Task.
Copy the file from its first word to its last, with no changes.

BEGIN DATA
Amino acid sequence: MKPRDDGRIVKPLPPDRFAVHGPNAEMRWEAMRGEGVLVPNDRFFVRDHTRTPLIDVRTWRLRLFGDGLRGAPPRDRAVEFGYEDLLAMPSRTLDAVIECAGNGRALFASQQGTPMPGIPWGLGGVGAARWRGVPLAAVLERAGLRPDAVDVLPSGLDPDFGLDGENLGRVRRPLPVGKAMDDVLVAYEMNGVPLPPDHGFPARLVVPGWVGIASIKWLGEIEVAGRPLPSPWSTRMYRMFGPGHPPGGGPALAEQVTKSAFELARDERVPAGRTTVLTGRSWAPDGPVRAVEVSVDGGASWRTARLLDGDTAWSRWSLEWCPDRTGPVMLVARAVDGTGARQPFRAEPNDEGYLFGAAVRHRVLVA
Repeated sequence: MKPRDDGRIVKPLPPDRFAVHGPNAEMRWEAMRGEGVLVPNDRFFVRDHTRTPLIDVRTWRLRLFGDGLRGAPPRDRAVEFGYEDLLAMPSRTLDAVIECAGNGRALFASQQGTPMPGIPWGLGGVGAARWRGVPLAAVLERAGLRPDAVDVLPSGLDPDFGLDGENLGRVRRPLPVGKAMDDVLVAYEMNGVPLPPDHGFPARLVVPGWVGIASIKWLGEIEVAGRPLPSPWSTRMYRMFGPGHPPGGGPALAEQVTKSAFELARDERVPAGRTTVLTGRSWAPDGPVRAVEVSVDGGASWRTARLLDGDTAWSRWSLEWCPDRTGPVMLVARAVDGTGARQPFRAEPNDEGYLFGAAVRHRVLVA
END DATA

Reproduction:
Amino acid sequence: MKPRDDGRIVKPLPPDRFAVHGPNAEMRWEAMRGEGVLVPNDRFFVRDHTRTPLIDVRTWRLRLFGDGLRGAPPRDRAVEFGYEDLLAMPSRTLDAVIECAGNGRALFASQQGTPMPGIPWGLGGVGAARWRGVPLAAVLERAGLRPDAVDVLPSGLDPDFGLDGENLGRVRRPLPVGKAMDDVLVAYEMNGVPLPPDHGFPARLVVPGWVGIASIKWLGEIEVAGRPLPSPWSTRMYRMFGPGHPPGGGPALAEQVTKSAFELARDERVPAGRTTVLTGRSWAPDGPVRAVEVSVDGGASWRTARLLDGDTAWSRWSLEWCPDRTGPVMLVARAVDGTGARQPFRAEPNDEGYLFGAAVRHRVLVA
Repeated sequence: MKPRDDGRIVKPLPPDRFAVHGPNAEMRWEAMRGEGVLVPNDRFFVRDHTRTPLIDVRTWRLRLFGDGLRGAPPRDRAVEFGYEDLLAMPSRTLDAVIECAGNGRALFASQQGTPMPGIPWGLGGVGAARWRGVPLAAVLERAGLRPDAVDVLPSGLDPDFGLDGENLGRVRRPLPVGKAMDDVLVAYEMNGVPLPPDHGFPARLVVPGWVGIASIKWLGEIEVAGRPLPSPWSTRMYRMFGPGHPPGGGPALAEQVTKSAFELARDERVPAGRTTVLTGRSWAPDGPVRAVEVSVDGGASWRTARLLDGDTAWSRWSLEWCPDRTGPVMLVARAVDGTGARQPFRAEPNDEGYLFGAAVRHRVLVA